The Indian Caribbean Museum
Posted: Wednesday, May 3, 2006
A repository of treasure at Waterloo
Printer friendly version
By Dr. Kumar Mahabir
Located near the famous Temple in the Sea at Waterloo, Trinidad, the Indian Caribbean Museum is the only one of its kind in the world. No other museum is dedicated to the preservation of the material history of over one million descendants of East Indians/South Asians in the Caribbean. The first Indian immigrants came to the Caribbean from India to work as indentured labourers from 1838 to 1917 after the abolition of slavery.
There are many types of museums in the world, and even within a single country. The major types include museums of art, science, sports and natural history. The Indian Caribbean Museum is a specialized museum like the Police Museum, the Money Museum, The Maritime Museum and the Angostura Museum of Trinidad and Tobago. Indeed, the establishment of such museums are important because they focus on specific themes to which the National Museum cannot do justice because of its limited size and city location.
The museum's large collection has been obtained through field trips by administrators of the institution. Most items have been acquired as gifts, bequests and loans by interested individuals, families, priests, historians, scholars and collectors of the island community. The collections include old and items such as rare musical instruments, agricultural objects, cooking utensils, pieces of clothing, ancient photographs and historical books. Some objects of historical and aesthetic value include a sapat [wooden slipper], jata [grinding stone], boli [gourd bowl], hassawa [grass knife], and aluminium scoop. On the museum's grounds is a huge copper (“cuppa”) basin used for boiling cane syrup in the factory up to the 1930s, but afterwards adapted as water troughs for animals and water tanks for household use. There is also a dhekhi – a wooden contraption used for pounding cocoa and coffee beans as well as corn and rice grains.
The Indian Caribbean Museum also houses an art gallery, a reference library and a computerised genealogical database. Soon to be established in the museum's outdoor space is a botanical garden with some of the rare endangered plants of Indian origin like the satputiya (angled loofah), poi bhaji (Indian spinach), urdi (mung bean), and khakri (wild cucumber). There is a large permanent screen in a recessed wall of the museum for the screening of historical films and documentaries.
The museum is a non-profit organization with affiliation to government agencies like the Tourism Development Corporation (TDC) and The National Museum and Art Gallery of Trinidad and Tobago. It has a full-time and part-time professional staff whose primary responsibility is the acquisition, care and exhibition of objects for the benefit of the public.
The opening of the museum is the result of continuous collaboration, consultation, and cooperation with the people whose history has been preserved within its walls. The Indian Caribbean Museum is a national treasure, a keeper of culture, a window to the past, and an opportunity to see history come alive. To many visitors, it evokes memories of the past, a link to the present, and a vision for the future. The museum serves as a foundation for collective memory, cultural continuity and national development. It provides a common experience that families can share across generations, and serve as a link between revered ancestors and living people. This museum provides information on the cultural heritage of Indians in the Caribbean to Indians themselves, and to people of all other ethnic backgrounds.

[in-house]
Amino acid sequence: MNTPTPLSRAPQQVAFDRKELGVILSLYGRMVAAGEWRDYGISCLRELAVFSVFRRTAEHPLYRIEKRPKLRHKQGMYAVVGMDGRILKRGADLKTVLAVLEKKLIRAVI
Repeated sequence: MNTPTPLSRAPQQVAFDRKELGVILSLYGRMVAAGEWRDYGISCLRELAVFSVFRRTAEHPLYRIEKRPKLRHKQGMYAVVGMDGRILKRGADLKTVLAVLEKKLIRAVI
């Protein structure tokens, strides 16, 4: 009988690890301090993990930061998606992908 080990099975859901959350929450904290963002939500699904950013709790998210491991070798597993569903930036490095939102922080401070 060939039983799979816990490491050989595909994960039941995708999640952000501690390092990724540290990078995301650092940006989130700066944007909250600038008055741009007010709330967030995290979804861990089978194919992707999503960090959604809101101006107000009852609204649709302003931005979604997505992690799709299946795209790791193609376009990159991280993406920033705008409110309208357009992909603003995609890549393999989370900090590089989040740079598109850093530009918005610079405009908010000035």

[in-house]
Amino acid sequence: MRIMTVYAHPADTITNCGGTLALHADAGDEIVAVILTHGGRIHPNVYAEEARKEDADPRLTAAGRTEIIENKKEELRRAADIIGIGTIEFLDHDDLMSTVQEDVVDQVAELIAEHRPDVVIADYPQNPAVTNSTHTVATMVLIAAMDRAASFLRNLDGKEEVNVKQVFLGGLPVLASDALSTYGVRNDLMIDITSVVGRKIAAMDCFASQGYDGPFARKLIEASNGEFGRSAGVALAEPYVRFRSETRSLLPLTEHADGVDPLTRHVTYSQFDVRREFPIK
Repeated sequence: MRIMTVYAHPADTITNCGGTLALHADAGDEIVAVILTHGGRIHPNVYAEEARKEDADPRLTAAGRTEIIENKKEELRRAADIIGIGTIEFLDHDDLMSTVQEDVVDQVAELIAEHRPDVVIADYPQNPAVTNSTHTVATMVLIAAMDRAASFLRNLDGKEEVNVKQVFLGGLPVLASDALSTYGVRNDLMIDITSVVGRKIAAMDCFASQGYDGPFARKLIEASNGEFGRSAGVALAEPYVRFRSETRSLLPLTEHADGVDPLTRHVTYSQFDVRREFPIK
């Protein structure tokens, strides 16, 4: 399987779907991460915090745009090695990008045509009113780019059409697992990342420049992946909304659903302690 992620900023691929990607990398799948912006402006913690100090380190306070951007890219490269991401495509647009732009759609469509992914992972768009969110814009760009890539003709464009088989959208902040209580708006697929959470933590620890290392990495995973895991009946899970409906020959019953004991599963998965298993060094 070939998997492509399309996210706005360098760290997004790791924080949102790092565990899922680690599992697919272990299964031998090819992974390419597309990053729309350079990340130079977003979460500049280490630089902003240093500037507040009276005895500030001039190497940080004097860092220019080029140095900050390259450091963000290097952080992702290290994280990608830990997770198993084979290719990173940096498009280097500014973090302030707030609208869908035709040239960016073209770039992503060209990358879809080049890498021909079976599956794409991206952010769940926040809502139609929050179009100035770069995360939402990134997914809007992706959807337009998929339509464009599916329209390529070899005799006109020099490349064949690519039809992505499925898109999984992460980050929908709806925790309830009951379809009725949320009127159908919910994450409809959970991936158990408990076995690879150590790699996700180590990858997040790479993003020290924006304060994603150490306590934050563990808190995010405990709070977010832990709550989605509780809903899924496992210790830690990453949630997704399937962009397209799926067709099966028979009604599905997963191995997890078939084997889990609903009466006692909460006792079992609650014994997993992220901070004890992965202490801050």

The museum is dedicated to the collection, restoration, preservation, arrangement and exhibition of old material objects of Indians for the purposes of study, education and enjoyment. Although the Indian Caribbean Museum exhibits artifacts of a specific historical origin, and is owned by an individual organisation, it is committed to serving the general public. Like schools and libraries, museums provide public education to people of all ages. They are believed to be one of the most important institutions for educating children, and one of the most trustworthy sources of objective information. Eventually, the museum will embark on community out-reach programmes like public lectures, film screenings, and art and drama classes.
The Indian Caribbean Museum is open free of charge Wednesdays to Sundays from 10 a.m. to 5 p.m. It hopes to attract interested individuals, pilgrims, tourists, school children and sight-seeing groups. In addition to the cinema, zoo and botanical garden, the museum expects to be another destination during weekends and holidays for scores of families.
Dr Kumar Mahabir, Ph.D. Anthropology
Curator, Indian Caribbean Museum
10 Swami Avenue, Don Miguel Road
San Juan, Trinidad and Tobago
Tel: (868) 674-6008
Tel/fax: (868) 675-7707
Cellular (868) 756-4961
E-mail: firstname.lastname@example.org, email@example.com
Send page by E-Mail